A few years ago, five young Irishmen followed the similar pattern. One of them came out of a village in Tipperary, another from the town of Omagh in troubled Northern Ireland and three others from the streets of mother Dublin. Like the wild geese their route was westward. Somehow they all ended up in Toronto and somehow music brought them all together there. They called themselves Sullivan's Gypsies and went out together across Canada raising songs and raising hell. My baptism with them came on what I had expected would be a dull Monday night of conservative drinking in a bar New York's Greenwich Village, a drinking house frequented by occasional and full time writers, artists, singers, seamen off-duty barmen, political journeymen, various Irishmen who all claim they were with James Connolly in the Dublin GPO during the '16 Rising and one Communist brewery worker. At about 10 o'clock, strange things began to happen. Tom Clancy of the folksinging Clancy Brothers arrive in off the street to announce the arrival of a new heiress.
" The wife's given birth," Tom shouted to the bar. A lovely young girl. I took one look at the baby and said we're naming it Blawneen, Little flower. We'll have a drink on the strength of that."
Great cheers greeted that suggestion. Guiness flowed. Shot glasses went damp with Jameson Irish whiskey. A crowd swelled around Clancy, handshaking and back-slapping at him while outside a full moon shone down on the city like some round yellow omen of what was to come. An hour passed. The door swung open then in off the street tumbled Seán McCarthy, an Irish folk poet, singer, song writer, author and story-teller who spends his time wandering around the western world asking people to come on back to old Lixnaw in County Kerry to have an old drink with him. In behind McCarthy tramped Sullivan's Gypsies, all of them big enough men with generous portions of hair on their faces and heads. McCarthy introduced them all around.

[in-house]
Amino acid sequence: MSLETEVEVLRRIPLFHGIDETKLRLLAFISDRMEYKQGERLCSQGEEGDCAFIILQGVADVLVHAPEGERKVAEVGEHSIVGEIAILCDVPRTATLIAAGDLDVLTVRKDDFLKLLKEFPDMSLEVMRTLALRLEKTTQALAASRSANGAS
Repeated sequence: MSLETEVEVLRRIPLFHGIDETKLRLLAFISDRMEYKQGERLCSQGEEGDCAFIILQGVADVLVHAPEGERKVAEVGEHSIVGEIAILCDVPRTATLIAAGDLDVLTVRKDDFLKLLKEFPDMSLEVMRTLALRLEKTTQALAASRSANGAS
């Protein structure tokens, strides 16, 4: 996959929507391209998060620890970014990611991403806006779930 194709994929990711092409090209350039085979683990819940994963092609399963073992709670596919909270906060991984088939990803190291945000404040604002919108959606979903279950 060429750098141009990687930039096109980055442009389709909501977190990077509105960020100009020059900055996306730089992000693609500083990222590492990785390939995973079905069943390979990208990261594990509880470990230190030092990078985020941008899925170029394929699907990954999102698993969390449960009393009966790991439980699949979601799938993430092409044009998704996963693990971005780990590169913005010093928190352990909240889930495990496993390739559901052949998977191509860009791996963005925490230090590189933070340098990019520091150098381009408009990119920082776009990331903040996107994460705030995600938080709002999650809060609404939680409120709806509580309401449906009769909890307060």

There was the leader of the group, Don Sullivan, a monster sized man whose face is a fleshy fortress camouflaged with a curly bush of black hair. And there was Dennis Ryan, the tall gentle Tipperary man who wears the expression of an altar boy who has forgotten his prayers. And then there were the three men from mother Dublin, all of them bearing names that seem to have music in them, all of them equipped with sharp Dublin street accents that attack the ear drums of the listener.
There was Fergus O'Byrne, standing there and peering out from behind his John Lennon Lyndon Johnson granny glasses, his s head of hair falling onto his shoulders like living room drapes. And beside him was Gary Cavanaugh, the wearer of a strawberry red head which puts a top on a face whose expression is capable of going from the look of virgin innocence to bedroom roguery in one easy transformation. And holding up the rear was Dermott O'Reilly, a fellow whose smile is unrehearsed and whose reputation on the guitar had preceded him to New York.